4 “So Joseph said to his brothers, “Come near to me, please.” And they came near. And he said, “I am your brother, Joseph, whom you sold into Egypt. 5 And now do not be distressed or angry with yourselves because you sold me here, for God sent me before you to preserve life. 6 For the famine has been in the land these two years, and there are yet five years in which there will be neither plowing nor harvest. 7 And God sent me before you to preserve for you a remnant on earth, and to keep alive for you many survivors. 8 So it was not you who sent me here, but God. He has made me a father to Pharaoh, and lord of all his house and ruler over all the land of Egypt” (Genesis 45:4–8 (ESV)
Joseph continued to address his brothers and to tell them that he indeed was their brother Joseph. He acknowledged the truth that they had sold him into Egyptian slavery. This was a fact that only Joseph, and his ten elder brothers, knew to be true.
However, Joseph had a divine perspective on the events of his life during the previous twenty-two years. He told his brothers not to be angry with themselves or worried about retribution. Joseph understood that God had sovereignly and providentially sent him to Egypt. This was in order to not only preserve the life of the people of Egypt and the surrounding nations, but also the members of Joseph’s own family.
Today’s text reveals that the seven year famine has been in existence for only two years. There were five years remaining in which there would be no sowing or reaping of a harvest. This would mean that Joseph was thirty nine years old (Gen. 37:2; 41:46).
Joseph then said a second time that God had sent him to Egypt. This was to preserve a remnant on earth and to keep alive the many who would survive the famine.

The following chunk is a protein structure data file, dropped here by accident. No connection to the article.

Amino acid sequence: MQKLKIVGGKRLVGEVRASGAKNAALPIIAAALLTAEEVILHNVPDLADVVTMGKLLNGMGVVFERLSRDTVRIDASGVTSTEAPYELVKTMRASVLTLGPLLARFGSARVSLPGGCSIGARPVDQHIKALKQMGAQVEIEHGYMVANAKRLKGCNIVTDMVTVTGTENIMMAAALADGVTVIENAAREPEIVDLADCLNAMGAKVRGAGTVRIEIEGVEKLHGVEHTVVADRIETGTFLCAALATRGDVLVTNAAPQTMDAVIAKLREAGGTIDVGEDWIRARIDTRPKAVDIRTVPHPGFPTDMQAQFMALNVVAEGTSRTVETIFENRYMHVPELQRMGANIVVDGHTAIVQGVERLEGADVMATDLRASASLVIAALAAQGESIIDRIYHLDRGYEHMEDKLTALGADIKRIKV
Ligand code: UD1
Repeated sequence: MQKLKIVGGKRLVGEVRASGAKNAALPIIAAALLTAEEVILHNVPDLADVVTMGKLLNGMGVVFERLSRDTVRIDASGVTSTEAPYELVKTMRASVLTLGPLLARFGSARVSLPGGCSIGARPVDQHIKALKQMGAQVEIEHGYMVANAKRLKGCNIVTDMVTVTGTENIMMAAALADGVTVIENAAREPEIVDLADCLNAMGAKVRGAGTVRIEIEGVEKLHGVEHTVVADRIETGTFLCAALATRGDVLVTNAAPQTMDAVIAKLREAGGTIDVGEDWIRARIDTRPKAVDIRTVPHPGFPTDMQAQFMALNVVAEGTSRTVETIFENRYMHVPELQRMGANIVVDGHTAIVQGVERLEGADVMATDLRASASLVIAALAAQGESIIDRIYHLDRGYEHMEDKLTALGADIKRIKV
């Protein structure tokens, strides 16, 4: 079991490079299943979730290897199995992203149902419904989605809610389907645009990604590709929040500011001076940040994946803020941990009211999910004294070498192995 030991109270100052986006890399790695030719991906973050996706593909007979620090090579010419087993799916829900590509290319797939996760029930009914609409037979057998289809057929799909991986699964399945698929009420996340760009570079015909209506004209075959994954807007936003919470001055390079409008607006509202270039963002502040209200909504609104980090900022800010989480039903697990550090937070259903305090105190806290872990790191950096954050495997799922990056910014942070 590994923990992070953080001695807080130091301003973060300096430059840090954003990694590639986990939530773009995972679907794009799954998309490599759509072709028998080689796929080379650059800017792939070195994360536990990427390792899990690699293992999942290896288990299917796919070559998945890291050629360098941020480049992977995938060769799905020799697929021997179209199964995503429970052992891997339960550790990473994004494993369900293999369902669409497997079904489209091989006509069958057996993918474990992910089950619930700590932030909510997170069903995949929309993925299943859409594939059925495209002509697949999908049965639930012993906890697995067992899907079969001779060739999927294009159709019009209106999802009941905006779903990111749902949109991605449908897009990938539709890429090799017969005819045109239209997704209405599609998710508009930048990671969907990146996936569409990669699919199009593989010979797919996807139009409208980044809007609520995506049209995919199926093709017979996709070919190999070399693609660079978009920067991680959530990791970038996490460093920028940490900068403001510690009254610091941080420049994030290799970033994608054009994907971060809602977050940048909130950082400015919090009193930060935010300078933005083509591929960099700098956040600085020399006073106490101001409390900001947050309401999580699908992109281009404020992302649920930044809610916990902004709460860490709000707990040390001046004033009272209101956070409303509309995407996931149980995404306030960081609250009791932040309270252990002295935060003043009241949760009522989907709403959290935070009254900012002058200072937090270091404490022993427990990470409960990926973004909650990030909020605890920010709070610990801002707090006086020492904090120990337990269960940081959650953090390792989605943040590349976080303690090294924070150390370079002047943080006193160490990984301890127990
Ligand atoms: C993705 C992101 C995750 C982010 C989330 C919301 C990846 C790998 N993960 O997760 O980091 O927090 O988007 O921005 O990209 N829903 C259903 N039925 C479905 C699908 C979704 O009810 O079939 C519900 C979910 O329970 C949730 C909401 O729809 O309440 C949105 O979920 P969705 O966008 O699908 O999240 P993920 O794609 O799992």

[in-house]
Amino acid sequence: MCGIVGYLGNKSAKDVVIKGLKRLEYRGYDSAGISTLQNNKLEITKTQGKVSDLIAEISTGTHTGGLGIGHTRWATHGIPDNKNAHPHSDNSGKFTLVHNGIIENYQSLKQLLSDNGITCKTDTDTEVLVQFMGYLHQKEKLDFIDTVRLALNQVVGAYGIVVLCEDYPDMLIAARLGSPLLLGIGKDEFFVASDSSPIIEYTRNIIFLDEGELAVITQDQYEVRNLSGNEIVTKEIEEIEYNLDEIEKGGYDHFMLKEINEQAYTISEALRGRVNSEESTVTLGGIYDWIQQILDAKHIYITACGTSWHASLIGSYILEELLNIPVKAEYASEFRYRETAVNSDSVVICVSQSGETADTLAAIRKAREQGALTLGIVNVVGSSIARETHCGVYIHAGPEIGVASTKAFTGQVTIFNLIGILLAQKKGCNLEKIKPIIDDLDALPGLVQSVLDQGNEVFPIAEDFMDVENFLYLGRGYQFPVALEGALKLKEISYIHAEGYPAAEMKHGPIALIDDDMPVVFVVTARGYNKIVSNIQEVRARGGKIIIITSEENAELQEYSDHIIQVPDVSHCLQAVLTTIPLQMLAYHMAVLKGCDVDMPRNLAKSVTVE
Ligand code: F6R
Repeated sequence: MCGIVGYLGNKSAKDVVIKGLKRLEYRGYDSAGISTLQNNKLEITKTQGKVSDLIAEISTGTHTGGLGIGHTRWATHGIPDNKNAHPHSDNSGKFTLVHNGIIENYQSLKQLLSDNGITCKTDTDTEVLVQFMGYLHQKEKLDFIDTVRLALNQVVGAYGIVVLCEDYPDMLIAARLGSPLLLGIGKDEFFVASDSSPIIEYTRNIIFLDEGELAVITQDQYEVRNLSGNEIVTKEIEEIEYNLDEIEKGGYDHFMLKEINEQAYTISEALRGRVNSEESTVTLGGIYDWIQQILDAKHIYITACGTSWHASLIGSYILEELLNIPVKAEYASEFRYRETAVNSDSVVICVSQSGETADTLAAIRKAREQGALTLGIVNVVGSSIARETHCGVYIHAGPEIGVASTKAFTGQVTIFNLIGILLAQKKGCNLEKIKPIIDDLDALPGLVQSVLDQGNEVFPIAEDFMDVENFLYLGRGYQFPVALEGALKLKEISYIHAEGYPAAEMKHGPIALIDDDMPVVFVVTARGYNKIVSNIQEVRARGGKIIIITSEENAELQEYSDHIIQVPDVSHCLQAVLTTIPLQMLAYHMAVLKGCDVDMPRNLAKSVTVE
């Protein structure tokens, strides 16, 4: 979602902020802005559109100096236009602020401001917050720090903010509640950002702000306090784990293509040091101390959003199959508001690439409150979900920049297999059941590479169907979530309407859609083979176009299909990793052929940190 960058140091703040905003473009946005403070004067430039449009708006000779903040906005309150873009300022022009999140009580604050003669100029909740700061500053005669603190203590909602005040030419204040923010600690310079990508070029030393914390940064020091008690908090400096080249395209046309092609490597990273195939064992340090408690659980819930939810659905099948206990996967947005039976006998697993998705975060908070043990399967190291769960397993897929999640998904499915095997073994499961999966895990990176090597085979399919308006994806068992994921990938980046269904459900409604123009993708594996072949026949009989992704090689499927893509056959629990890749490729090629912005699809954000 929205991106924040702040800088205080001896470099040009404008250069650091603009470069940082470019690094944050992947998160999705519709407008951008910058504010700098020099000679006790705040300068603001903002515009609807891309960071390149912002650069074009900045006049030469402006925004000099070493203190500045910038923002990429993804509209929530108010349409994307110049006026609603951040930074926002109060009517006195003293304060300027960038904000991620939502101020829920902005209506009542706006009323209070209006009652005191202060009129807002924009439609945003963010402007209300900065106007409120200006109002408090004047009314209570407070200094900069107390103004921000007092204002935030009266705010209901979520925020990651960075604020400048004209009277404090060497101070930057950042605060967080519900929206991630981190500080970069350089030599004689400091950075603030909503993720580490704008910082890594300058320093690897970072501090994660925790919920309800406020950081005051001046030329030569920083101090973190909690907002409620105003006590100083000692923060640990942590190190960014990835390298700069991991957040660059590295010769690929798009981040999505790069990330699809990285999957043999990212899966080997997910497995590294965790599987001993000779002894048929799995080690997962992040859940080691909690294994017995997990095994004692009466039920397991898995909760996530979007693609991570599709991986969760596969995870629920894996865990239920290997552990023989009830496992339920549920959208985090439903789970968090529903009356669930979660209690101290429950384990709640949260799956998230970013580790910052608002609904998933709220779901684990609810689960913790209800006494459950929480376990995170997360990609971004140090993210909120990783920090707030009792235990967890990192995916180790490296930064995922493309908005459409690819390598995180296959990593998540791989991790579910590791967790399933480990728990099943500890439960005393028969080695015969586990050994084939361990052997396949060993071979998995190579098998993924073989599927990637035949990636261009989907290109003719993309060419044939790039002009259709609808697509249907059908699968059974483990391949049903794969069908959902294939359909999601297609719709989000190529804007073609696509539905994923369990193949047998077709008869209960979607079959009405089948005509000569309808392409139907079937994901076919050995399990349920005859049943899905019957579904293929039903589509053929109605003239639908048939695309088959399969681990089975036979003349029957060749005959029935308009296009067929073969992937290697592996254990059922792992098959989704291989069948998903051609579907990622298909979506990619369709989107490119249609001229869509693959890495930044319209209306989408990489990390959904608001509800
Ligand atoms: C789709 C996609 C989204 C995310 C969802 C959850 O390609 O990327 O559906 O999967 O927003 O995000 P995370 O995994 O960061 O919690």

Joseph then told his brothers a third and fourth time that they had not sent him to Egypt, but rather God. It was the LORD who made him a father to Pharaoh, lord of all his house, and a ruler over all the land of Egypt.
Dr. John MacArthur writes, “A father to Pharaoh was a title that belonged to viziers and that designated one who, though unrelated to Pharaoh, nevertheless performed a valuable function and held a high position, which in Joseph’s case was “lord of all Egypt” (v. 9). A new and younger Pharaoh now reigned, Senusert III, c. 1878–1841 B.C.”
Dr. R. C. Sproul writes, “Joseph’s words are some of the most important and extensive in all of Scripture on the relationship between divine sovereignty and human responsibility. He refers to the Lord’s activity and intent in his travails four times, affirming his belief in God’s providential governing of history. In reality, his confidence in the Creator’s sovereignty is one factor enabling Joseph to forgive his brothers. In hindsight, he is able to see God’s invisible hand; thus, there is no place for revenge since Joseph knows the Lord used his years of suffering for His good, redemptive plan (v. 5). God used the wicked act of his brothers to advance His will, despite their ignorance. Once more we see the central theme of Joseph’s life, namely that God’s providential rule uses evil, but only for His good ends. His sovereignty is so encompassing that Joseph can even tell his brothers: “It was not you who sent me here, but God” (v. 8).”
As you look upon your life, in what ways do you see the invisible hand of God? Take the opportunity today to remember, reflect and rejoice in the LORD’s providence.
Precious memories, unseen angels
Sent from somewhere to my soul
How they linger, ever near me
And the sacred past unfolds.
Precious memories, how they linger
How they ever flood my soul
In the stillness, of the midnight
Precious sacred scenes unfold.
Soli deo Gloria!